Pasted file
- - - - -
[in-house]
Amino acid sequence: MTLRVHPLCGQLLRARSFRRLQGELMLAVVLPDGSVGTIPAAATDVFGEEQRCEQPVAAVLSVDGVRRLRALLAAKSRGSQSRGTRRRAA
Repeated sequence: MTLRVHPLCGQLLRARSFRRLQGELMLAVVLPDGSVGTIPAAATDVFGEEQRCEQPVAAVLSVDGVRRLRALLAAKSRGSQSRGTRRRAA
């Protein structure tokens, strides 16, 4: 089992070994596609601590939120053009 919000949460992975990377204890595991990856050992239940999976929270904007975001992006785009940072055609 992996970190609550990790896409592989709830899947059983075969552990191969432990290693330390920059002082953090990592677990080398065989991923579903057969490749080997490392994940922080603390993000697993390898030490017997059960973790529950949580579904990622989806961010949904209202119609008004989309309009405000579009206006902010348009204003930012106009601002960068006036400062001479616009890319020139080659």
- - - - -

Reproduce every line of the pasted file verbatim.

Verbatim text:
[in-house]
Amino acid sequence: MTLRVHPLCGQLLRARSFRRLQGELMLAVVLPDGSVGTIPAAATDVFGEEQRCEQPVAAVLSVDGVRRLRALLAAKSRGSQSRGTRRRAA
Repeated sequence: MTLRVHPLCGQLLRARSFRRLQGELMLAVVLPDGSVGTIPAAATDVFGEEQRCEQPVAAVLSVDGVRRLRALLAAKSRGSQSRGTRRRAA
């Protein structure tokens, strides 16, 4: 089992070994596609601590939120053009 919000949460992975990377204890595991990856050992239940999976929270904007975001992006785009940072055609 992996970190609550990790896409592989709830899947059983075969552990191969432990290693330390920059002082953090990592677990080398065989991923579903057969490749080997490392994940922080603390993000697993390898030490017997059960973790529950949580579904990622989806961010949904209202119609008004989309309009405000579009206006902010348009204003930012106009601002960068006036400062001479616009890319020139080659």